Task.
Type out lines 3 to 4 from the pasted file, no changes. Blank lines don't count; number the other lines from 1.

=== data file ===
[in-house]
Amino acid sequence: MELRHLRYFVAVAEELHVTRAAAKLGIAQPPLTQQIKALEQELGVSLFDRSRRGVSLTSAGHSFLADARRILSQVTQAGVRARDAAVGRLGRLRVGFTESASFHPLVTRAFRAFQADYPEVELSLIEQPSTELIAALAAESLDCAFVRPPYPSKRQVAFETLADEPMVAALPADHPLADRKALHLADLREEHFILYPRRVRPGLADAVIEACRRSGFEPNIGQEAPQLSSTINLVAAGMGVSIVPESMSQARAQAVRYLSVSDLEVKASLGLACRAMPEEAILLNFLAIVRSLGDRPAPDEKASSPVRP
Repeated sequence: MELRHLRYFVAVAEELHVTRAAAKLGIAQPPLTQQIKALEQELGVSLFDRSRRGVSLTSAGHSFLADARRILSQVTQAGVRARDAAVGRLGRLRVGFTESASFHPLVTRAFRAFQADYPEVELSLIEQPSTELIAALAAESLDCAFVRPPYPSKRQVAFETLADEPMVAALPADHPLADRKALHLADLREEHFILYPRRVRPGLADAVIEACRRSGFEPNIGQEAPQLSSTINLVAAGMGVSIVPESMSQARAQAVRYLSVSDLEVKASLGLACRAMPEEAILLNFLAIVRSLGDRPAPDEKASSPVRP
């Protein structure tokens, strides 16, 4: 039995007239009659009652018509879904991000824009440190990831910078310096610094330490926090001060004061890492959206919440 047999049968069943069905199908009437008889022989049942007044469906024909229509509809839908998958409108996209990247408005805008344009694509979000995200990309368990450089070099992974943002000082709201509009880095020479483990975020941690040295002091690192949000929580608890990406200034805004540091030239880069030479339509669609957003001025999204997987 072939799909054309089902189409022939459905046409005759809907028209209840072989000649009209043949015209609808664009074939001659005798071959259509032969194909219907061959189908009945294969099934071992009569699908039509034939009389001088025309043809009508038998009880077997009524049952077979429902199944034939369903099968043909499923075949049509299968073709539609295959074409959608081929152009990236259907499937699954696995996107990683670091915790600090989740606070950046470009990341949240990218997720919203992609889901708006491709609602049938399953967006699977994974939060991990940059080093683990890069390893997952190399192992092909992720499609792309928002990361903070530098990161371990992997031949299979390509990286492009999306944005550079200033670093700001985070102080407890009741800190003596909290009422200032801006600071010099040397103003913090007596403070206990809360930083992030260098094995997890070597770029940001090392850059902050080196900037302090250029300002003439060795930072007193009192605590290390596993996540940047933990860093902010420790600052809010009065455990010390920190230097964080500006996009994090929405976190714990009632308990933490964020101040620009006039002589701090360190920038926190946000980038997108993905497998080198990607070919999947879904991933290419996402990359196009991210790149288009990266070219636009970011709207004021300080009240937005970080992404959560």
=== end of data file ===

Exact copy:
Repeated sequence: MELRHLRYFVAVAEELHVTRAAAKLGIAQPPLTQQIKALEQELGVSLFDRSRRGVSLTSAGHSFLADARRILSQVTQAGVRARDAAVGRLGRLRVGFTESASFHPLVTRAFRAFQADYPEVELSLIEQPSTELIAALAAESLDCAFVRPPYPSKRQVAFETLADEPMVAALPADHPLADRKALHLADLREEHFILYPRRVRPGLADAVIEACRRSGFEPNIGQEAPQLSSTINLVAAGMGVSIVPESMSQARAQAVRYLSVSDLEVKASLGLACRAMPEEAILLNFLAIVRSLGDRPAPDEKASSPVRP
């Protein structure tokens, strides 16, 4: 039995007239009659009652018509879904991000824009440190990831910078310096610094330490926090001060004061890492959206919440 047999049968069943069905199908009437008889022989049942007044469906024909229509509809839908998958409108996209990247408005805008344009694509979000995200990309368990450089070099992974943002000082709201509009880095020479483990975020941690040295002091690192949000929580608890990406200034805004540091030239880069030479339509669609957003001025999204997987 072939799909054309089902189409022939459905046409005759809907028209209840072989000649009209043949015209609808664009074939001659005798071959259509032969194909219907061959189908009945294969099934071992009569699908039509034939009389001088025309043809009508038998009880077997009524049952077979429902199944034939369903099968043909499923075949049509299968073709539609295959074409959608081929152009990236259907499937699954696995996107990683670091915790600090989740606070950046470009990341949240990218997720919203992609889901708006491709609602049938399953967006699977994974939060991990940059080093683990890069390893997952190399192992092909992720499609792309928002990361903070530098990161371990992997031949299979390509990286492009999306944005550079200033670093700001985070102080407890009741800190003596909290009422200032801006600071010099040397103003913090007596403070206990809360930083992030260098094995997890070597770029940001090392850059902050080196900037302090250029300002003439060795930072007193009192605590290390596993996540940047933990860093902010420790600052809010009065455990010390920190230097964080500006996009994090929405976190714990009632308990933490964020101040620009006039002589701090360190920038926190946000980038997108993905497998080198990607070919999947879904991933290419996402990359196009991210790149288009990266070219636009970011709207004021300080009240937005970080992404959560």